Handicapped, wheelchair accessible travel to Venice, Italy is about so much more than just finding a hotel. Many disabled tourists only see a very small percentage of Venice because they’re not aware of everything that they can do. To make the most of your trip follow these 10 Keys to Success for handicapped accessible travel to Venice Italy.
1. Get away from the tourists – Many visitors to Venice take a picture in St. Mark’s Square, visit the San Marco Basilica, and then head towards their cruise ship or another Italian city. While it’s true that they have been in Venice, they haven’t really experienced Venice In St. Mark’s Square you’re as likely to hear Japanese as you are to hear Italian. Get away from St. Mark’s Square to visit the neighborhoods where the locals live, eat, and work. It will be your favorite part of your handicapped accessible trip to Venice.
2. Choose your hotel carefully – Choosing a Venice accessible hotel is more complicated than choosing an accessible hotel in other cities. In addition to the normal accessibility questions that you need to look for such as a step-free entrance and a roll-in shower, you will need to ask questions about the accessibility of the neighborhood around the hotel. Be sure that your hotel has no bridges between the hotel and the vaparetto dock. The vaparetto boats float lower in the water when they are full causing there to be a step to get off of the boat. They are usually full when they travel down the Grand Canal – consequently electric wheelchair users and mobility scooter users may want to avoid hotels in neighborhoods along the Grand Canal. Disabled visitors to Venice should also try to make sure that there are several accessible restaurants nearby their hotel.
3. Take an accessible guided tour – Guided tours are a great way to get an overview of any city and Venice is no exception. Most of the group guided tours in Venice involve going over bridges, so you should check with the tour company to ensure that their route is wheelchair accessible. If a group tour will not meet your needs, consider hiring a private guide to show you around the city.
4. Don’t stay on the mainland – It may be tempting to find a cheap hotel on the mainland, but to really experience Venice you need to stay in the middle of things. Make sure that any hotel you talk to is located in the islands of Venice. You also may want to make sure that you’re not staying on the islands of Burano, Murano, or Lido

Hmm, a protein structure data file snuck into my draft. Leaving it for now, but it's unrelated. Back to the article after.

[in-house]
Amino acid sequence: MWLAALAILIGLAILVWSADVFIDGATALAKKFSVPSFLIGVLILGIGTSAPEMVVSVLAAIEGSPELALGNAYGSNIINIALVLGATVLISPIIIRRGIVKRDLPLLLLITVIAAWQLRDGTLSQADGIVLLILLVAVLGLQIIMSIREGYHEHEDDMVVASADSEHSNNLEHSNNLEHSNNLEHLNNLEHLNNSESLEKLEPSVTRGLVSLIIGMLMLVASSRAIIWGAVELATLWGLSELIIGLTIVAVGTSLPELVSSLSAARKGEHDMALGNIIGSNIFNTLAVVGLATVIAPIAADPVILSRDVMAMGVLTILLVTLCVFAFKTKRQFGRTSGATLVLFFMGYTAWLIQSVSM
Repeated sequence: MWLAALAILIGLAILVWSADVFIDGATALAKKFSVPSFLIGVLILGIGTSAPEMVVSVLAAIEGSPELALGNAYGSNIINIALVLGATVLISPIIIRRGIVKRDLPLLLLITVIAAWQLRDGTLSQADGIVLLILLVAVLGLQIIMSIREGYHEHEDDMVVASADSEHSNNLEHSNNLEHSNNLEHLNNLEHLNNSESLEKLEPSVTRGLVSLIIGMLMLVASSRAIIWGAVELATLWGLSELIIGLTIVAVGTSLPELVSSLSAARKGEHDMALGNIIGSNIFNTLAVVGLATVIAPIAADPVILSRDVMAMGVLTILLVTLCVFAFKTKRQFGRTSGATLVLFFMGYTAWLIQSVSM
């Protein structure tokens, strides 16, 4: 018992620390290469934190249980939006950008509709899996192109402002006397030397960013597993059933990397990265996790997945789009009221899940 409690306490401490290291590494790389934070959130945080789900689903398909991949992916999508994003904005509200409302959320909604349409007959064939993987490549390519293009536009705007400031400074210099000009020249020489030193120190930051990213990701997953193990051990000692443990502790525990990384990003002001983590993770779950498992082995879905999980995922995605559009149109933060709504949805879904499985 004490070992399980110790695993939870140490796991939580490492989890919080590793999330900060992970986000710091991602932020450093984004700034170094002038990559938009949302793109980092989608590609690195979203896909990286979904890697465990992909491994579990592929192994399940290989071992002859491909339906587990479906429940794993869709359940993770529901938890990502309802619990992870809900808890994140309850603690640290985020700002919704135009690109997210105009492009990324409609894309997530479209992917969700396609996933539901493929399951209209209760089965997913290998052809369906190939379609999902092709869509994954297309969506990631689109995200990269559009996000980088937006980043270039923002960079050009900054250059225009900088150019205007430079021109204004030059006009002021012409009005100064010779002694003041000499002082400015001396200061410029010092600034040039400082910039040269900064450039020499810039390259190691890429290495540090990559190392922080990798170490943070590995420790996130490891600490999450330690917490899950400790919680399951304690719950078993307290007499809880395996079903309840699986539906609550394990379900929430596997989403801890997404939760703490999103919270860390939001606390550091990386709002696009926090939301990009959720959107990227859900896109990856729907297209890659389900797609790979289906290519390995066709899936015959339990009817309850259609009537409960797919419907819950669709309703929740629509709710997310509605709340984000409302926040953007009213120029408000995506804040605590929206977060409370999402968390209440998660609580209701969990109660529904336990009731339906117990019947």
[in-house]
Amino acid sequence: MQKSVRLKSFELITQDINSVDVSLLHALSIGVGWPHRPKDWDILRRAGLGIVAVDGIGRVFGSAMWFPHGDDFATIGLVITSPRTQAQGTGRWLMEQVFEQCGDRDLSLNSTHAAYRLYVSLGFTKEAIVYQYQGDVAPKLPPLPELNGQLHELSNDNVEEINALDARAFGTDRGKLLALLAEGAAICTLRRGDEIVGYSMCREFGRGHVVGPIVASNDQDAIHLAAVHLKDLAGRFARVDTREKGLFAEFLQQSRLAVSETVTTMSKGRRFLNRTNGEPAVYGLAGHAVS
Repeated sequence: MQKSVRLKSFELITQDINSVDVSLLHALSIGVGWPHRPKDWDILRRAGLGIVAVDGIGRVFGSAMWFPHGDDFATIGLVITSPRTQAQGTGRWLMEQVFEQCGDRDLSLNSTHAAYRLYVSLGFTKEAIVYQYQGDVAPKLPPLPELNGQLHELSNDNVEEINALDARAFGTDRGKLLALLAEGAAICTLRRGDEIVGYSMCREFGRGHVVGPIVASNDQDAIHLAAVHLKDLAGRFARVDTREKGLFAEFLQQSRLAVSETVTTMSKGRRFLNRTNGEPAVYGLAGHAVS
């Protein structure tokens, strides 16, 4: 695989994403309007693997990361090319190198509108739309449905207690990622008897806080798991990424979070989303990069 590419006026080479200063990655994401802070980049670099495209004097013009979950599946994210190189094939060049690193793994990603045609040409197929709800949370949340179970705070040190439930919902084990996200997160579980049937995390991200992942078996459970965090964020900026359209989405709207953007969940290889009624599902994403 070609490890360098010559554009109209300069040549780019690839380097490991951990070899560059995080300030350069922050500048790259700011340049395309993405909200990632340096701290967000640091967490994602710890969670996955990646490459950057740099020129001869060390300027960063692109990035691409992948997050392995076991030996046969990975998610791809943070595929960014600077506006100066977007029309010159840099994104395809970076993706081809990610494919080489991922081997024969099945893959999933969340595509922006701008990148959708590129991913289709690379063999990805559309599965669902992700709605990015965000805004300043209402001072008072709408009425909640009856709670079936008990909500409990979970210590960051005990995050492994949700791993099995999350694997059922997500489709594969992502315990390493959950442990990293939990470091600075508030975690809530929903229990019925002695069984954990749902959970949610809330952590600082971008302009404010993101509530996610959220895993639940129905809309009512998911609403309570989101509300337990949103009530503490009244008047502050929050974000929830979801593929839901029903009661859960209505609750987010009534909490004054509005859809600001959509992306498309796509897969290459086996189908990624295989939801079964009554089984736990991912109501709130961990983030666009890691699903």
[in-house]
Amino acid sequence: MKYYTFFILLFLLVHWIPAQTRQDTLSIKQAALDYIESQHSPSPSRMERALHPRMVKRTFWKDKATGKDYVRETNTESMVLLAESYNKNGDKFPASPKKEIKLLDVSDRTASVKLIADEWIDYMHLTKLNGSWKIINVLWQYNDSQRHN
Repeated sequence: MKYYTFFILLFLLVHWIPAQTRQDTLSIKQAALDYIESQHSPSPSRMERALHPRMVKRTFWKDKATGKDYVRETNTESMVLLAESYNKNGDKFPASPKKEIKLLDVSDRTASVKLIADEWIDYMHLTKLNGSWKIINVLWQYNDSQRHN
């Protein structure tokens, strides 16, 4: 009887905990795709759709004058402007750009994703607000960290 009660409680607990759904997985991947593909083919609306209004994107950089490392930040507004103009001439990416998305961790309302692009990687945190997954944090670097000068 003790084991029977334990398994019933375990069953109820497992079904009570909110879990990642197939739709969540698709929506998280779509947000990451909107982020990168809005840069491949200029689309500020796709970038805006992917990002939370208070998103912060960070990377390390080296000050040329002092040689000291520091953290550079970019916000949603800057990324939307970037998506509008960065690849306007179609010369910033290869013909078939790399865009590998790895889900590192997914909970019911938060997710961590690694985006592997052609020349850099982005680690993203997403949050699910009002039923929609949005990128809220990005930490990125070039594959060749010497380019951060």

5. Don’t spend too much time at sights – If you are visiting multiple cities in Italy, you will likely be visiting art museums and churches that are as good or better than what Venice has to offer. There’s only one Venice and you may want to spend all your time along the canals. If you make Venice the last city you visit on your trip, you will be able to easily decide which attractions you want to visit and which you want to skip in Venice.
6. Don’t skip the tourist sights entirely – In Venice, the city itself is the best attraction. Nevertheless, you should still make time to visit some of the churches, palaces, and museums that Venice has to offer. The most popular sights are the Doge’s Palace and St. Mark’s Basilica so you should at least visit those two.
7. High fashion and bargain shopping– Like other cities in Italy, Venice has great shopping options. While you’re here be sure to visit the world-class high fashion shops that celebrities visit as well as the bargain shops that locals visit.
8. Know where the bridges are before you go – Knowing which areas of Venice to avoid will allow you to make the most out of your time spent in Venice. You can figure out where the bridges are located from various Venice maps (including Google Maps). Some partially wheelchair accessible Venice bridges exist.
9. Experience all of the accessible Venice dining options – While in Venice, make time for the four accessible dining experiences: 1) accessible dining on the Grand Canal, 2) accessible dining looking out over the lagoon, 3) high-end restaurants with music on St. Mark’s Square, and 4) intimate neighborhood restaurants visited by the locals.
10. Visit at least 5 neighborhoods– Each of Venice’s neighborhoods has its own flavor. Some are where people pick up their fresh groceries at the market, some are where they meet friends for dinner or drinks, and others are where they catch transportation to the mainland. Some neighborhoods have wide, open streets and others have narrow, intimate alleys. Be sure to take the time to visit a few neighborhoods in Venice to really get a feel for the city.
can you recommend a 5 star Venice canal property with motor scooter access, we do not have a wheelchair?
Would enjoy discussing further places to dine and also how to avoid bridges.
Any assistance would be greatly appreciated. We have two teenage sons with us as well and they are very mobile!
I will be taking a cruise next month that finishes in Venice. Can you recommend a list of places for meto visit as I only have one day in Venice. I walk with crutches and when I travel I also bring a manual wheelchair so that I can keep up with others and not to tire down. I understand in Venice there are a lot of bridges and uneven cobbled streets to manuovure. Thank you.
How lovely! Both St. Mark’s Basilica and the Doge’s Palace are accessible and are two are the biggest attractions in Venice. Also, the Vaporetto boats are wheelchair friendly to some degree and are good to get around the various neighborhoods. There are lots of bridges but there some neighborhoods where you don’t need bridges to access don’t really have too many cobblestones. About the half the city is wheelchair friendly so having crutches too will expand all you will be able to cover.
Thanks for reply. I feel more assured now that you say St Marks & the Doge palace are accessible for the disabled. Btw do you have or know any map for disabled accessibility I can download online. Thanks again
I wish that were available…